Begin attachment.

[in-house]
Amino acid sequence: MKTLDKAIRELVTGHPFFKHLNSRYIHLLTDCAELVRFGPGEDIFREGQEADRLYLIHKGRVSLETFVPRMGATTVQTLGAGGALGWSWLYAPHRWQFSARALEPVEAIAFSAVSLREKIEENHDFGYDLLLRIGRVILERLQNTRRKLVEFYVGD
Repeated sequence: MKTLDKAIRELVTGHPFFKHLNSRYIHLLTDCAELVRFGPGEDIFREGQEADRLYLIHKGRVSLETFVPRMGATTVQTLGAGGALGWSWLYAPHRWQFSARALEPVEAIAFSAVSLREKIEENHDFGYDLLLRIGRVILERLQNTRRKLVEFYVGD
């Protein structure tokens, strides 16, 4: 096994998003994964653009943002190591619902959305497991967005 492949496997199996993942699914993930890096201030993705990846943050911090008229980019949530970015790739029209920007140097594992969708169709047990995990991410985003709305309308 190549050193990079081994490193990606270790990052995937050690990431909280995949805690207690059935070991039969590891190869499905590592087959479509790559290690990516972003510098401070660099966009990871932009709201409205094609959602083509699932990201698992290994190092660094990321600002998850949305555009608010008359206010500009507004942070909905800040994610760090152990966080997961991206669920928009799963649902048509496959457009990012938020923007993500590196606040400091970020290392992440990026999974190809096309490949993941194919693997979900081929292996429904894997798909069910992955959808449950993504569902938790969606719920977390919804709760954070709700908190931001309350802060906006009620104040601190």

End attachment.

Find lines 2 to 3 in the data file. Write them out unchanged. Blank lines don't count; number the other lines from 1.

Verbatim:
Amino acid sequence: MKTLDKAIRELVTGHPFFKHLNSRYIHLLTDCAELVRFGPGEDIFREGQEADRLYLIHKGRVSLETFVPRMGATTVQTLGAGGALGWSWLYAPHRWQFSARALEPVEAIAFSAVSLREKIEENHDFGYDLLLRIGRVILERLQNTRRKLVEFYVGD
Repeated sequence: MKTLDKAIRELVTGHPFFKHLNSRYIHLLTDCAELVRFGPGEDIFREGQEADRLYLIHKGRVSLETFVPRMGATTVQTLGAGGALGWSWLYAPHRWQFSARALEPVEAIAFSAVSLREKIEENHDFGYDLLLRIGRVILERLQNTRRKLVEFYVGD